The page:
Food: There is an abundance of fresh produce available in Uganda. Fresh produce markets are filled with tomatoes, onion, green peppers, pumpkin, potato, cabbage, watermelon, pineapple, oranges, banana, matooke banana, and so many more. In addition, carbs (like pastas, rice and breads) are a main staple within Ugandan diet. Meats, like chicken, beef, pig, and goat, are available but not prepared daily within most Ugandan households. Recently food prices have seen an increase within Uganda, but the prices for individuals are still really cheap for American standards. Most traditional Uganda meals (like matooke/ground nut sauce or rice/pumpkin) can be purchased for about $2-4 per meal (for a family of 4-6 people). Add a couple of additional dollars for meat added to any meal. Most American foods can be found within Uganda, but many of those food items are expensive here. Bring things like peanut butter, any granola bars, snack foods (pretzels, crackers, nuts), favorite candy, and flavor packets for bottled water. For eating out, the local restaurants (with traditional Ugandan foods) will have a meal for under $5. Within Kampala there are restaurants with America or special cuisine foods for under $10. Water should either be bought in a bottle (if a short-term visit) or cooked in a kettle before drinking (if a longer-term visit).
Hygiene Items: The majority of hygiene items (like lotion, bath soap, shampoo, toothpaste, female sanitary napkins, toilet paper) within the supermarkets (especially the larger ones in Kampala). There is a combination of recognizable American brands and Ugandan brands. Plan to pay more for American brands of any products. Hygiene items to bring would include deodorant (only roll-ons), hairspray (not to be found), saline solution (here but expensive), any makeup products, tampons, and medications (like cough syrup, pepto-bismol).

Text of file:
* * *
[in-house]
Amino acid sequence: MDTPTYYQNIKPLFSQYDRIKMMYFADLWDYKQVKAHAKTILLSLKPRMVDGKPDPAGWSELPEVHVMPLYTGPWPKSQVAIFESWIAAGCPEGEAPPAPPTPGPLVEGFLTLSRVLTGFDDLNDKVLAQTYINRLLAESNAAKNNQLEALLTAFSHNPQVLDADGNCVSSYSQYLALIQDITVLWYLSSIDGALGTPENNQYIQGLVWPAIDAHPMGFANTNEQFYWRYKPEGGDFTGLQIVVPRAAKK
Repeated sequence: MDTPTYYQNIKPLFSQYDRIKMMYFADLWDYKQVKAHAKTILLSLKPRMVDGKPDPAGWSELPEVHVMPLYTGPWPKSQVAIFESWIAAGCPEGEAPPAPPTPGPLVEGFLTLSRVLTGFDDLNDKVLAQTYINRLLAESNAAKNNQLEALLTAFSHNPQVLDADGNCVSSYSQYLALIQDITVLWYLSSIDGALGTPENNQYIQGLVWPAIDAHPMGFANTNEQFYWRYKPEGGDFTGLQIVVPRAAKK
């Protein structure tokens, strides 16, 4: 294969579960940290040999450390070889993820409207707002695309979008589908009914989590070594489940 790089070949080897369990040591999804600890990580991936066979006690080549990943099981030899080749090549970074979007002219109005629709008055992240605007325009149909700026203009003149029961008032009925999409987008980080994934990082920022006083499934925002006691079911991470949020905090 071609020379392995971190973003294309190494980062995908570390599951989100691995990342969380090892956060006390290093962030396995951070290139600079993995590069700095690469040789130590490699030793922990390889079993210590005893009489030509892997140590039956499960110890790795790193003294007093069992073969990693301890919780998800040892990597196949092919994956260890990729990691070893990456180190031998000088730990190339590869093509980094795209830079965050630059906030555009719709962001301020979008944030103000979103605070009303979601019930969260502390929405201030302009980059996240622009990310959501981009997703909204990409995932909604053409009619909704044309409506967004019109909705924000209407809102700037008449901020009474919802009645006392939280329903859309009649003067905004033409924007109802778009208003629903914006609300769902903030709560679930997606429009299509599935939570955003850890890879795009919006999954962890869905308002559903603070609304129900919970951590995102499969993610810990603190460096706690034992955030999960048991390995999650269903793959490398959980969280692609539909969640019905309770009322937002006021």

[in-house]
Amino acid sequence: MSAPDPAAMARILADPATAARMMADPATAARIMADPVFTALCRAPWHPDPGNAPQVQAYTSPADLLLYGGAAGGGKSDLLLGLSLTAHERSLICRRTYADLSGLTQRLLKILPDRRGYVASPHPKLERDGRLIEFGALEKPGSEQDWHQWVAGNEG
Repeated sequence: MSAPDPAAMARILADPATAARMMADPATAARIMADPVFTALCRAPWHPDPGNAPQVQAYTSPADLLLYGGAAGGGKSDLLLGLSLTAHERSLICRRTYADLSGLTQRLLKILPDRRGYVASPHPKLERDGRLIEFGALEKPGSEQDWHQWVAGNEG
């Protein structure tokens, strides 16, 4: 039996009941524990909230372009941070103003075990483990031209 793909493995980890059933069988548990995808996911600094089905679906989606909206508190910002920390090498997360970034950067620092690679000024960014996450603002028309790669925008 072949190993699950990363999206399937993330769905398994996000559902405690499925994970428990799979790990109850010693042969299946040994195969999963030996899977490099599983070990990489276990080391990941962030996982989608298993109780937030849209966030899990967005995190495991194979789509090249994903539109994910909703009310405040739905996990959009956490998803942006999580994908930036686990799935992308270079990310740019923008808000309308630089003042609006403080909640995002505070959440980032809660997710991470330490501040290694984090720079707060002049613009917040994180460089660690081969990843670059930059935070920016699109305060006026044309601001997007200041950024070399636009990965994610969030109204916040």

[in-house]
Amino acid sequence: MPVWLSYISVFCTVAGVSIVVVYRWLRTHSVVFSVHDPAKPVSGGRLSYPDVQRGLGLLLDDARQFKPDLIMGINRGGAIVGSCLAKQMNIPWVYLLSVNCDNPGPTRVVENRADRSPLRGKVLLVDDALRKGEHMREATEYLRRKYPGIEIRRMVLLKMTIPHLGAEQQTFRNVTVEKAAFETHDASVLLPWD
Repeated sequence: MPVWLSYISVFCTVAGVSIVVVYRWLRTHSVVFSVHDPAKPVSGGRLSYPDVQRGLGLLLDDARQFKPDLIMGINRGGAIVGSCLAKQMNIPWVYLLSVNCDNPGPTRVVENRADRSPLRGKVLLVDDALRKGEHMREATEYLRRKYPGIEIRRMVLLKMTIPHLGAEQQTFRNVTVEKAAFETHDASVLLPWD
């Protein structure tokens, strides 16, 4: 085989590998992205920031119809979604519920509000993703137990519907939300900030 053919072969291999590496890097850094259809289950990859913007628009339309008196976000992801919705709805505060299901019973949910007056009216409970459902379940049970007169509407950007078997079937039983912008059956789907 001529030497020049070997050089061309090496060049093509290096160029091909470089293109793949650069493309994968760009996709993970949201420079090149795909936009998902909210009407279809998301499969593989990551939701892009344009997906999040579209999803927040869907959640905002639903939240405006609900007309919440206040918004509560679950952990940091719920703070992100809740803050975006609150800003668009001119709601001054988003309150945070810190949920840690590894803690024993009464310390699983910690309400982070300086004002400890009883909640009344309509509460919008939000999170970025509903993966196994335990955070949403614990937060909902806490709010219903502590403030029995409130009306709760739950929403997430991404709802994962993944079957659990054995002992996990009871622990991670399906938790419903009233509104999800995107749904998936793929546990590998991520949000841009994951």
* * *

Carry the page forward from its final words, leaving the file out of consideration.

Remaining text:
Health Services/ Insurance: There are options for health insurance. Be sure that any insurance purchased will connect to services through an International Hospital. The best medical care in the area is definitely at International Hospital, they also have 3 walk-in clinics in and around Kampala. Generally speaking though, health care is very cheap and prescription meds can be picked up at any pharmacy without a prescription (antibiotics). Long-term residence of Uganda should seriously weigh the pros and cons of taking malaria medications. For people who have not built up a tolerance for Malaria, it can be a very dangerous illness. Consult your physician about taking doxcycline long-term. Vivid dreams will likely be a side-affect. Malaria medications can be purchased cheaply in Uganda in daily and weekly dosages.
Clothing: Kampala is an interesting mixture of traditional Ugandan garments and modern western-influence fashion. As a sign of respect for the culture, it is better to be conservative in dress. Generally women wear skirts to business or formal meetings. Men would wear button up shirt/polo and slacks. No low cut tops or spaghetti straps without a shirt, vest or sweater over it. No shorts above the knee worn outside of your general residence. Certainly be sure to careful of light colored pants or skirts as light colors attract the dust. Pack only comfortable, walking shoes. Flip flops and sandals can be bought very inexpensively.